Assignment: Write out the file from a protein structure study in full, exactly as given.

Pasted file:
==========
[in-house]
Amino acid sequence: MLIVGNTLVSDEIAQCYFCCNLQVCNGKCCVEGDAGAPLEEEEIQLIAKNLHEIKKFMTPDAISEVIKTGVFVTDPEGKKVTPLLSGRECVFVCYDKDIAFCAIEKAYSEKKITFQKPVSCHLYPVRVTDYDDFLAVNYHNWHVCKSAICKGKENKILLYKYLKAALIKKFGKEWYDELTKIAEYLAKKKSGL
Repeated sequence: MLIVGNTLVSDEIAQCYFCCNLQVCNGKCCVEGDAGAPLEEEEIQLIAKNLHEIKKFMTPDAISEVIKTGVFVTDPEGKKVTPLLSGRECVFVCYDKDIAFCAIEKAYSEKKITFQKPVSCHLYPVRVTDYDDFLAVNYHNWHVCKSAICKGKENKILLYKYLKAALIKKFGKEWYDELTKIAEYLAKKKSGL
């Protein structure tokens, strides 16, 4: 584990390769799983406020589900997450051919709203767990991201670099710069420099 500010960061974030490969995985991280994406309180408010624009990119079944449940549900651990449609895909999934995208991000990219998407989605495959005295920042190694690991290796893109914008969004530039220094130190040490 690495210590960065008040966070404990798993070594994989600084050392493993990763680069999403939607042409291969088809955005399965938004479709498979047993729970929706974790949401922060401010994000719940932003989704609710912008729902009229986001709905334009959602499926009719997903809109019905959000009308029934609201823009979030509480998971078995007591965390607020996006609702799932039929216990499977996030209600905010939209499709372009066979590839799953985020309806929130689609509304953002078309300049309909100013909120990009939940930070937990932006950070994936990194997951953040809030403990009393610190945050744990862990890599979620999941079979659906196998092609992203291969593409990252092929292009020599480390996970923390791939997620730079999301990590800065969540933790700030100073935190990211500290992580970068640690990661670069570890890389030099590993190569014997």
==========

[in-house]
Amino acid sequence: MLIVGNTLVSDEIAQCYFCCNLQVCNGKCCVEGDAGAPLEEEEIQLIAKNLHEIKKFMTPDAISEVIKTGVFVTDPEGKKVTPLLSGRECVFVCYDKDIAFCAIEKAYSEKKITFQKPVSCHLYPVRVTDYDDFLAVNYHNWHVCKSAICKGKENKILLYKYLKAALIKKFGKEWYDELTKIAEYLAKKKSGL
Repeated sequence: MLIVGNTLVSDEIAQCYFCCNLQVCNGKCCVEGDAGAPLEEEEIQLIAKNLHEIKKFMTPDAISEVIKTGVFVTDPEGKKVTPLLSGRECVFVCYDKDIAFCAIEKAYSEKKITFQKPVSCHLYPVRVTDYDDFLAVNYHNWHVCKSAICKGKENKILLYKYLKAALIKKFGKEWYDELTKIAEYLAKKKSGL
């Protein structure tokens, strides 16, 4: 584990390769799983406020589900997450051919709203767990991201670099710069420099 500010960061974030490969995985991280994406309180408010624009990119079944449940549900651990449609895909999934995208991000990219998407989605495959005295920042190694690991290796893109914008969004530039220094130190040490 690495210590960065008040966070404990798993070594994989600084050392493993990763680069999403939607042409291969088809955005399965938004479709498979047993729970929706974790949401922060401010994000719940932003989704609710912008729902009229986001709905334009959602499926009719997903809109019905959000009308029934609201823009979030509480998971078995007591965390607020996006609702799932039929216990499977996030209600905010939209499709372009066979590839799953985020309806929130689609509304953002078309300049309909100013909120990009939940930070937990932006950070994936990194997951953040809030403990009393610190945050744990862990890599979620999941079979659906196998092609992203291969593409990252092929292009020599480390996970923390791939997620730079999301990590800065969540933790700030100073935190990211500290992580970068640690990661670069570890890389030099590993190569014997």